Larsen et al[14] recommended a new clinical index. It was based on clinical examination, photographs and study casts. Each tooth surface was scored, with six grades of erosion severity modelled using Smith and Knight’s TWI; however its criteria is complicated and time consuming.

Thus, there was a need of new classification system for tooth wear which was proposed by Sawai[7] in 2014. The present study evaluated the sensitivity of using this classification system by three observers.

An ideal classification should have following characteristics according to the criteria given by Murphy[15] in 1997: (1) Naturalness; (2) Usefulness; (3) Simplicity; (4) Exhaustiveness; (5) Disjointness; and (6) Constructability.

When this proposed classification is tested for these qualities of an “Ideal Index”, it is seen that this system is simple, exhaustive, useful and clear in its classes. The distinction is based on objective criteria to avoid any confusion. It seems to be very simple for practical application as there are few subclasses. The observers reported no difficulty in using this classification system. This study conducted here tests the reliability of the use of this index, whether it can effectively communicate the findings to other colleagues, whether it creates confusion among different clinicians regarding difference in opinions in diagnosis. As the results of this study show that there was almost perfect agreement amongst the observers, it can be concluded that this proposed classification system by Sawai satisfies majority of the criteria, which are considered essential for a good classification system. This system can be used for studying dentitions from study casts and photographs as well.

The authors want to highlight that there were no observations of type IV subclass category in the present study. Hence, it is emphasized that this subclass cannot be documented using photographs or study models as one cannot identify an open pulp chamber in a photograph or study cast. However, this drawback can be defeated if this classification is used in clinical study as it is easy to identify an exposed pulp chamber.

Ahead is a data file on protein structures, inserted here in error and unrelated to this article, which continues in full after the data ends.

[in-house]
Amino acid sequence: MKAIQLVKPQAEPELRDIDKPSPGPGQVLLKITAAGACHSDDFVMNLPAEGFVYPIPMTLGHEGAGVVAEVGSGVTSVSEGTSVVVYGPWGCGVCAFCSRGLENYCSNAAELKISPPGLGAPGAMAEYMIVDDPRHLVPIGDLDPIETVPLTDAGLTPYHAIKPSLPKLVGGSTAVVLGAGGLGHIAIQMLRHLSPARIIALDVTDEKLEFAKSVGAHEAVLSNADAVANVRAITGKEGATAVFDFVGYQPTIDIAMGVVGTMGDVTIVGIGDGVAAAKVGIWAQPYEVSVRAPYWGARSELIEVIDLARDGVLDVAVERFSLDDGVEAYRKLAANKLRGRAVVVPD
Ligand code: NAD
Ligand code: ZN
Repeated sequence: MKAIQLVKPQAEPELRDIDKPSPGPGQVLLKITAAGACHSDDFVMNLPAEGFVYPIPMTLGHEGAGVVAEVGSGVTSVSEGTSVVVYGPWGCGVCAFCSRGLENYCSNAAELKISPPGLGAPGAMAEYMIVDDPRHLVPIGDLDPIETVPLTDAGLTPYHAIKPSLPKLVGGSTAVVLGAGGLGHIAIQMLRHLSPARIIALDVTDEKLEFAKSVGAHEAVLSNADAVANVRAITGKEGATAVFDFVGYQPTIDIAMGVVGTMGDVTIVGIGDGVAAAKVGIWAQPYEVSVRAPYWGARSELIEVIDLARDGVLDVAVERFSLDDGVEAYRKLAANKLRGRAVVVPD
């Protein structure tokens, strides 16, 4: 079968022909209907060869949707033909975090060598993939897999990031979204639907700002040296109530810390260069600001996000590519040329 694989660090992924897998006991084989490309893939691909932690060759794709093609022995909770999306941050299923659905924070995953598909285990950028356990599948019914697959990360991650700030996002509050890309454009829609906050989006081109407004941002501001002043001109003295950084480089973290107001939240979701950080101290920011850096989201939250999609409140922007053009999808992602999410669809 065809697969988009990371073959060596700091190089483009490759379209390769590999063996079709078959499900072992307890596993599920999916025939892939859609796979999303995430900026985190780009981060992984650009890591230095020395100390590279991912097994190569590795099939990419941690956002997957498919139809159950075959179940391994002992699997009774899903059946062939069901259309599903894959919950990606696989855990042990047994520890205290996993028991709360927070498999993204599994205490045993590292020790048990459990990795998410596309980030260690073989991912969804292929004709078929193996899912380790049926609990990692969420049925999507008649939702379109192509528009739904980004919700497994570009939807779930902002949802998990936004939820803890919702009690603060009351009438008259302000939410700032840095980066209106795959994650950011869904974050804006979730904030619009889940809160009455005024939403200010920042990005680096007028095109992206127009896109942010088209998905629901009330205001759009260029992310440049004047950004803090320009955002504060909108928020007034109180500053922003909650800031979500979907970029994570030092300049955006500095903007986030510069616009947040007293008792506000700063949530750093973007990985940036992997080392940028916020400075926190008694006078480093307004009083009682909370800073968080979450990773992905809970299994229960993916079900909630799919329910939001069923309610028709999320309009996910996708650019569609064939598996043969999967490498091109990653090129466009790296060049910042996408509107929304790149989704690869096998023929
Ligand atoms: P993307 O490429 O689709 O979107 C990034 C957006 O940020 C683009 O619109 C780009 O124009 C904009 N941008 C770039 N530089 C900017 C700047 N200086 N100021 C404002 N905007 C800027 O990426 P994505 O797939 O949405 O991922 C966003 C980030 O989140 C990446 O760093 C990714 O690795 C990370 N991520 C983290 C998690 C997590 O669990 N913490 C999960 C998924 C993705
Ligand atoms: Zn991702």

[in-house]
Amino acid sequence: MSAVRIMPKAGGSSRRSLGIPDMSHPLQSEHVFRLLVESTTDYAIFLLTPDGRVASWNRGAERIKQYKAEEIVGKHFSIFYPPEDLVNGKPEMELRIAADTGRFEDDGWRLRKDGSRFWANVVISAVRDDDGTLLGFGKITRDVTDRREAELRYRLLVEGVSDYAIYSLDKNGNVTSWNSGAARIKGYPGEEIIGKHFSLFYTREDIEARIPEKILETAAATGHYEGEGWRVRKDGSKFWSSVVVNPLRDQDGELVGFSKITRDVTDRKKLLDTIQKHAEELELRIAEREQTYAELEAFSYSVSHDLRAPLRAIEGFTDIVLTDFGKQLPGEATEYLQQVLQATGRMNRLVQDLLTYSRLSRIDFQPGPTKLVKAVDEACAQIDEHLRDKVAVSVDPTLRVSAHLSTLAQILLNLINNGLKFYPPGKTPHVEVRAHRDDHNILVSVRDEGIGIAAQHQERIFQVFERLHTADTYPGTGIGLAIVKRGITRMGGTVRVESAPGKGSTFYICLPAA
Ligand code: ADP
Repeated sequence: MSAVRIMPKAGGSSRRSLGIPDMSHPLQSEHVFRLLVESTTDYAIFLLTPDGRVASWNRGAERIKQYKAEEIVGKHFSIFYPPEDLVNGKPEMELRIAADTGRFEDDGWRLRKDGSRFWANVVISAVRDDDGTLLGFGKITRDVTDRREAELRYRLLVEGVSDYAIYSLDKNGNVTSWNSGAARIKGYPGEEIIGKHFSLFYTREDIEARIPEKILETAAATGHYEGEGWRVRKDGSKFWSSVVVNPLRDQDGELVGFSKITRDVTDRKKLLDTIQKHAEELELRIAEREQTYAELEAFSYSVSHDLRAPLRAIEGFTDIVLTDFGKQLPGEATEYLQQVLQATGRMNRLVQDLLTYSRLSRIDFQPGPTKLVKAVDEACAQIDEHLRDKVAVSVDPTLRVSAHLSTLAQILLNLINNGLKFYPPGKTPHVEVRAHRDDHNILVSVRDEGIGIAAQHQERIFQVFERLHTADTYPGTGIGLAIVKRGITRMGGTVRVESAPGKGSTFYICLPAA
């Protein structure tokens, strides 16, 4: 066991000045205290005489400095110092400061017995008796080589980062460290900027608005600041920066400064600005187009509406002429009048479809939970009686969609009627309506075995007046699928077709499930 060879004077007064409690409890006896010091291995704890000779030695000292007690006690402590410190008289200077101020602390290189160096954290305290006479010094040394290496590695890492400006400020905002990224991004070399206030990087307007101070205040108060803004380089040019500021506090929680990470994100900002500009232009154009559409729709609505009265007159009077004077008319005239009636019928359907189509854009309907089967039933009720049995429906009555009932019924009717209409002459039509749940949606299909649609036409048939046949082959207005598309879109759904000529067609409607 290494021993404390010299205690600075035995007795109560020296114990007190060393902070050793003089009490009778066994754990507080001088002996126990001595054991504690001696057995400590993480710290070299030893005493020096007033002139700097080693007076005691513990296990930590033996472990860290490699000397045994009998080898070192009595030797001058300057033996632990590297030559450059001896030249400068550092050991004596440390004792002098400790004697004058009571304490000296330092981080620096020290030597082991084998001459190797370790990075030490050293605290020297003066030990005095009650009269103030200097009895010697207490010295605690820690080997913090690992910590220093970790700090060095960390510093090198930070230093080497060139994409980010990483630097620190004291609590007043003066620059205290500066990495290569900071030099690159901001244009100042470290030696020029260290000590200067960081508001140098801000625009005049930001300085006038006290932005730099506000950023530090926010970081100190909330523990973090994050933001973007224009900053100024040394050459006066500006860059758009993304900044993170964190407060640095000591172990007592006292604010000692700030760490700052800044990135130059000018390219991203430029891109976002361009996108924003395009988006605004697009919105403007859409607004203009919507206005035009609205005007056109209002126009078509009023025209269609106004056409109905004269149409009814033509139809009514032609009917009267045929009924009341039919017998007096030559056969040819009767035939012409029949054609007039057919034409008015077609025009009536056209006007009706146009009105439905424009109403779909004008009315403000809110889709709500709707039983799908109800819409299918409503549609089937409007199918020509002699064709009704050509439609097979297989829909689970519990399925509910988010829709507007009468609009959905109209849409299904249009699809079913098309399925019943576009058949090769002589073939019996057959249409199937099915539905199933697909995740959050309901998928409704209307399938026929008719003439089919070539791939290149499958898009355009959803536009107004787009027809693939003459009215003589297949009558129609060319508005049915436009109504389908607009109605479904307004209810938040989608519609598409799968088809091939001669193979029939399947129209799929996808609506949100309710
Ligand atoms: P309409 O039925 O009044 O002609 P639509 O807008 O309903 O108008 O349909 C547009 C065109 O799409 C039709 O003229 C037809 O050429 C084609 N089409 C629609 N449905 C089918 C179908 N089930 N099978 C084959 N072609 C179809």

To conclude, the Sawai’s classification system is simple and practical to use in daily dental practice. The results of the study show that this classification is sensitive and reliable. The authors’ recommend further clinical studies to assess the validity of this proposed classification system.

COMMENTS
Background

The authors, as dentists, always diagnose and monitor any particular oral disease. They use various indices to determine the severity and progression of a disease. For this, the authors use classifications or indices which are universally applied. Currently there is no ideal index for classification of tooth abrasion. A simple classification was proposed in 2014. This study evaluates the reliability of this index for use in practice.

Research frontiers

The currently available indices for tooth abrasion are time consuming. There is no uniformity regarding their grading. Hence there is an absolute need for a classification which is reliable for use in practice.

Innovations and breakthroughs

The available classifications for tooth abrasion lack uniformity and are either qualitative or quantitative in nature. This study proves that the classification used was easy to understand as dentistry students classify the tooth abrasions effectively. The classification is able to identify the position of the abrasion defect on the tooth surface and grade the severity as well.

Applications

The classification is reliable and can be used in daily dental practice.

Peer-review

The manuscript is interesting and with clinical relevance. It requires minor improvement in methodology. However, the conclusion that it can be used to classify cervical abrasions reliably is very important in dental clinics. Yet, it is important that the limitations regarding exposed pulp chamber are established.

ACKNOWLEDGMENTS

The authors deeply acknowledge the support of Prof. Dr. Ashu Bhardwaj and Ms. Jinisha Shukla in helping us complete this study.

Footnotes

Manuscript source: Unsolicited manuscript

Specialty type: Medicine, research and experimental

Country of origin: India

Peer-review report classification

Grade A (Excellent): A

Grade B (Very good): B

Grade C (Good): C

Grade D (Fair): 0

Grade E (Poor): 0

P- Reviewer: Ferreira MM, Mattos BSC, Vieyra JP S- Editor: Kong JX L- Editor: A E- Editor: Lu YJ